Unfortunately not one of the above or, for that matter, any other Pakistani scientific institute has ever debunked the unreasonable and anti-scientific attitudes that prevail in this increasingly devout country. For example, after the October 2005 earthquake killed nearly 100,000, none challenged the view in the public media that this tragedy was a consequence of our bad deeds, such as watching television or allowing unveiled women to go out of the house.
To be sure, superstitious beliefs exist in other countries as well. One recalls the hysteria in 1995 following the discovery that Lord Ganesh, the Elephant God, would ‘drink’ milk if a spoon of milk was held up to his trunk. Even minor temples in India overflowed with superstitious devotees. So great was the rush that a traffic gridlock resulted in New Delhi and sales of milk jumped by 30 per cent.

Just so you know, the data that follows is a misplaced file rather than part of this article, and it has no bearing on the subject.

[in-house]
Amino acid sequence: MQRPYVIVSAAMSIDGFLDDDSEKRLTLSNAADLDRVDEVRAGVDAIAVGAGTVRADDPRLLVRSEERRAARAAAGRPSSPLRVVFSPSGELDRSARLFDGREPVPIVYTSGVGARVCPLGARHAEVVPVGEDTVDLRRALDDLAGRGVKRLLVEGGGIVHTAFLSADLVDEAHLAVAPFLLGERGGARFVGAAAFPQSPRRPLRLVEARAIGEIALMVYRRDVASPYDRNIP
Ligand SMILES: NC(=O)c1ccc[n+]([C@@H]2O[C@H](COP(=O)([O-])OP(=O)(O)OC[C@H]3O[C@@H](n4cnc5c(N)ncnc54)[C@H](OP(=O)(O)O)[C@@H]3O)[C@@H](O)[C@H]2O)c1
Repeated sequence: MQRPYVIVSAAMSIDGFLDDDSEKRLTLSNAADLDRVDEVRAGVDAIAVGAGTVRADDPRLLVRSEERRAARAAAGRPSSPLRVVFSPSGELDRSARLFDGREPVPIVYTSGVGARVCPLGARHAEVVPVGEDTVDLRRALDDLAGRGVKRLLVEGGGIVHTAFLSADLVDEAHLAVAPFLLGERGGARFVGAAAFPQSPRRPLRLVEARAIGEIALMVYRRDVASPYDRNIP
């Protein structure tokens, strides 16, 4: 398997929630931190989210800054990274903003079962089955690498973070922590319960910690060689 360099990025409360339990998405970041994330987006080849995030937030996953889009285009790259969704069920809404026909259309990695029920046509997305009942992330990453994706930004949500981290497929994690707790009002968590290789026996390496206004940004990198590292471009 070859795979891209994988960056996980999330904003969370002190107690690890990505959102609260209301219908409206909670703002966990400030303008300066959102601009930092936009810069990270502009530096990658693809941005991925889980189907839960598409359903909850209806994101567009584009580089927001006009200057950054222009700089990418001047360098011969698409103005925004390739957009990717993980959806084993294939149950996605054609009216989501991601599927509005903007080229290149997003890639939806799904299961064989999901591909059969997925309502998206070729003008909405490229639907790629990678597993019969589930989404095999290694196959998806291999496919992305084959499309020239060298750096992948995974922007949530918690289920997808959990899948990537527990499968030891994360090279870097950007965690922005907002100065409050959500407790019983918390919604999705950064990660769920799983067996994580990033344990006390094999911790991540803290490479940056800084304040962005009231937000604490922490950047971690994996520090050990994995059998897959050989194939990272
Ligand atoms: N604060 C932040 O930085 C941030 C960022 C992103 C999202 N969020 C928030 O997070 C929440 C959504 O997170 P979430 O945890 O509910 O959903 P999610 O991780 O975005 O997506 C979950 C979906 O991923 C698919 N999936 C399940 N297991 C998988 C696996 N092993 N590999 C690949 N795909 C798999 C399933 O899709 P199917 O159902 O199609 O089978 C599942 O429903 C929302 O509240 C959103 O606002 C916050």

Fortunately for India an independent body, the Indian Rationalist Association, was quick to show that Ganesh’s milk drinking had a physical explanation. It was shown to be simple capillary action – which everyone learns about in school. The surface tension of the milk was pulling the liquid up and out of the spoon, before gravity caused it to run down the front of the statue. To its credit, India’s Ministry of Science and Technology confirmed the explanation and the country’s religious craziness slowly abated.
With such precedents, surely it is time for Pakistan’s Ministry of Science and Technology to investigate the so-called Chakwal miracle, as well as the many similar superstitions that delude our people.